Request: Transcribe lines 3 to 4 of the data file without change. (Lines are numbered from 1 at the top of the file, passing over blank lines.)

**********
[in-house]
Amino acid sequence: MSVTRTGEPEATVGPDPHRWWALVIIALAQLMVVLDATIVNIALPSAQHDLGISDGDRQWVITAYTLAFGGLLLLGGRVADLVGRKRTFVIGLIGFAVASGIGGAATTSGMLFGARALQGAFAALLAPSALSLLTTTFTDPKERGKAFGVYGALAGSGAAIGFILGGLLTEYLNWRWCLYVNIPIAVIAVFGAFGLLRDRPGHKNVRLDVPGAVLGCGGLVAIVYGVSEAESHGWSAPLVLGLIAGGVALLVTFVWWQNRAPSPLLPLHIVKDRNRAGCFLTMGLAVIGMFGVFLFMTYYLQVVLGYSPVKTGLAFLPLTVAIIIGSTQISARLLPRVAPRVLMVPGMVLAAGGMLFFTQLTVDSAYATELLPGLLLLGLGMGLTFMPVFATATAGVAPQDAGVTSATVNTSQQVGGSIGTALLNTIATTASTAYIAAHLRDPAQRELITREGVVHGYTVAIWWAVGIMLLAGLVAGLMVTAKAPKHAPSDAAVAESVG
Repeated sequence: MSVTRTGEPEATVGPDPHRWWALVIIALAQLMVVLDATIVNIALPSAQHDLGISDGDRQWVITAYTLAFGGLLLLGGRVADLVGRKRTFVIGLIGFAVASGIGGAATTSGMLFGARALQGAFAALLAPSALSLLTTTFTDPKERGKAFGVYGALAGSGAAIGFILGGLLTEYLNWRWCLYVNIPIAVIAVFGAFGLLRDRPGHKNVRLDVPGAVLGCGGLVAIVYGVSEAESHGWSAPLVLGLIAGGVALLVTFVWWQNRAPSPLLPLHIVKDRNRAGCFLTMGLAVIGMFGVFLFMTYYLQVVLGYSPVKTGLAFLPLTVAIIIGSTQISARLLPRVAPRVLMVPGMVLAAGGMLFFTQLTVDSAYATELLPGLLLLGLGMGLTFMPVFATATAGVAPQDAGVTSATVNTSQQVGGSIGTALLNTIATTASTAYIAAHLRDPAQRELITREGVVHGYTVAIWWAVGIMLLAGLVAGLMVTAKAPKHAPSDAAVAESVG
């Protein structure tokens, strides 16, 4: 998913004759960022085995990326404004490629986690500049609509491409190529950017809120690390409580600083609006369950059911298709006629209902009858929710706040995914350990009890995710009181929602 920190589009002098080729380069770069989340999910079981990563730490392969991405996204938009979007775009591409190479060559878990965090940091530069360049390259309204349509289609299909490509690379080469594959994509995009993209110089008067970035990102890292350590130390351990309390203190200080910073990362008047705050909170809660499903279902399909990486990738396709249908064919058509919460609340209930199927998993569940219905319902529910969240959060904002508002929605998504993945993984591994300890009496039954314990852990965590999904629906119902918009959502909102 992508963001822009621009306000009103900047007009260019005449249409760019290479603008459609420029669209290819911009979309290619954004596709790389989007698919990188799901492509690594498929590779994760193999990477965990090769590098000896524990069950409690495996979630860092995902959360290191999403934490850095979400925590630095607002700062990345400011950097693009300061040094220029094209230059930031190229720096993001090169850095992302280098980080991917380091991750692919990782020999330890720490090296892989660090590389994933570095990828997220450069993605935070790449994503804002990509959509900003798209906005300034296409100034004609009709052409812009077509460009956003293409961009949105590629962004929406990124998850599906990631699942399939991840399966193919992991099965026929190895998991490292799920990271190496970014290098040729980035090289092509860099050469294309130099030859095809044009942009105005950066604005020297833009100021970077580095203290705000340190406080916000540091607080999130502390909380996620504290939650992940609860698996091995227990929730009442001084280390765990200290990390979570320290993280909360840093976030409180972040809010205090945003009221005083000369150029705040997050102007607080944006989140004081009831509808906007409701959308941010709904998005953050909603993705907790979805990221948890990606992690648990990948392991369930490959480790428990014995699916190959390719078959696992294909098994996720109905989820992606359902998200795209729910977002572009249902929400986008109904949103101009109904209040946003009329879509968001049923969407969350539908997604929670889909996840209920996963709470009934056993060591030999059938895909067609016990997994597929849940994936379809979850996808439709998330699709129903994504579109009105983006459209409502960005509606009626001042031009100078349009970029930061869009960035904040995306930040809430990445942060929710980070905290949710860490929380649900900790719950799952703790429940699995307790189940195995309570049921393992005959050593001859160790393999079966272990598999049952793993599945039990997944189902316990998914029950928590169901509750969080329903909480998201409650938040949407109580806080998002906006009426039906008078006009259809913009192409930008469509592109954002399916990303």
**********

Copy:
Repeated sequence: MSVTRTGEPEATVGPDPHRWWALVIIALAQLMVVLDATIVNIALPSAQHDLGISDGDRQWVITAYTLAFGGLLLLGGRVADLVGRKRTFVIGLIGFAVASGIGGAATTSGMLFGARALQGAFAALLAPSALSLLTTTFTDPKERGKAFGVYGALAGSGAAIGFILGGLLTEYLNWRWCLYVNIPIAVIAVFGAFGLLRDRPGHKNVRLDVPGAVLGCGGLVAIVYGVSEAESHGWSAPLVLGLIAGGVALLVTFVWWQNRAPSPLLPLHIVKDRNRAGCFLTMGLAVIGMFGVFLFMTYYLQVVLGYSPVKTGLAFLPLTVAIIIGSTQISARLLPRVAPRVLMVPGMVLAAGGMLFFTQLTVDSAYATELLPGLLLLGLGMGLTFMPVFATATAGVAPQDAGVTSATVNTSQQVGGSIGTALLNTIATTASTAYIAAHLRDPAQRELITREGVVHGYTVAIWWAVGIMLLAGLVAGLMVTAKAPKHAPSDAAVAESVG
């Protein structure tokens, strides 16, 4: 998913004759960022085995990326404004490629986690500049609509491409190529950017809120690390409580600083609006369950059911298709006629209902009858929710706040995914350990009890995710009181929602 920190589009002098080729380069770069989340999910079981990563730490392969991405996204938009979007775009591409190479060559878990965090940091530069360049390259309204349509289609299909490509690379080469594959994509995009993209110089008067970035990102890292350590130390351990309390203190200080910073990362008047705050909170809660499903279902399909990486990738396709249908064919058509919460609340209930199927998993569940219905319902529910969240959060904002508002929605998504993945993984591994300890009496039954314990852990965590999904629906119902918009959502909102 992508963001822009621009306000009103900047007009260019005449249409760019290479603008459609420029669209290819911009979309290619954004596709790389989007698919990188799901492509690594498929590779994760193999990477965990090769590098000896524990069950409690495996979630860092995902959360290191999403934490850095979400925590630095607002700062990345400011950097693009300061040094220029094209230059930031190229720096993001090169850095992302280098980080991917380091991750692919990782020999330890720490090296892989660090590389994933570095990828997220450069993605935070790449994503804002990509959509900003798209906005300034296409100034004609009709052409812009077509460009956003293409961009949105590629962004929406990124998850599906990631699942399939991840399966193919992991099965026929190895998991490292799920990271190496970014290098040729980035090289092509860099050469294309130099030859095809044009942009105005950066604005020297833009100021970077580095203290705000340190406080916000540091607080999130502390909380996620504290939650992940609860698996091995227990929730009442001084280390765990200290990390979570320290993280909360840093976030409180972040809010205090945003009221005083000369150029705040997050102007607080944006989140004081009831509808906007409701959308941010709904998005953050909603993705907790979805990221948890990606992690648990990948392991369930490959480790428990014995699916190959390719078959696992294909098994996720109905989820992606359902998200795209729910977002572009249902929400986008109904949103101009109904209040946003009329879509968001049923969407969350539908997604929670889909996840209920996963709470009934056993060591030999059938895909067609016990997994597929849940994936379809979850996808439709998330699709129903994504579109009105983006459209409502960005509606009626001042031009100078349009970029930061869009960035904040995306930040809430990445942060929710980070905290949710860490929380649900900790719950799952703790429940699995307790189940195995309570049921393992005959050593001859160790393999079966272990598999049952793993599945039990997944189902316990998914029950928590169901509750969080329903909480998201409650938040949407109580806080998002906006009426039906008078006009259809913009192409930008469509592109954002399916990303």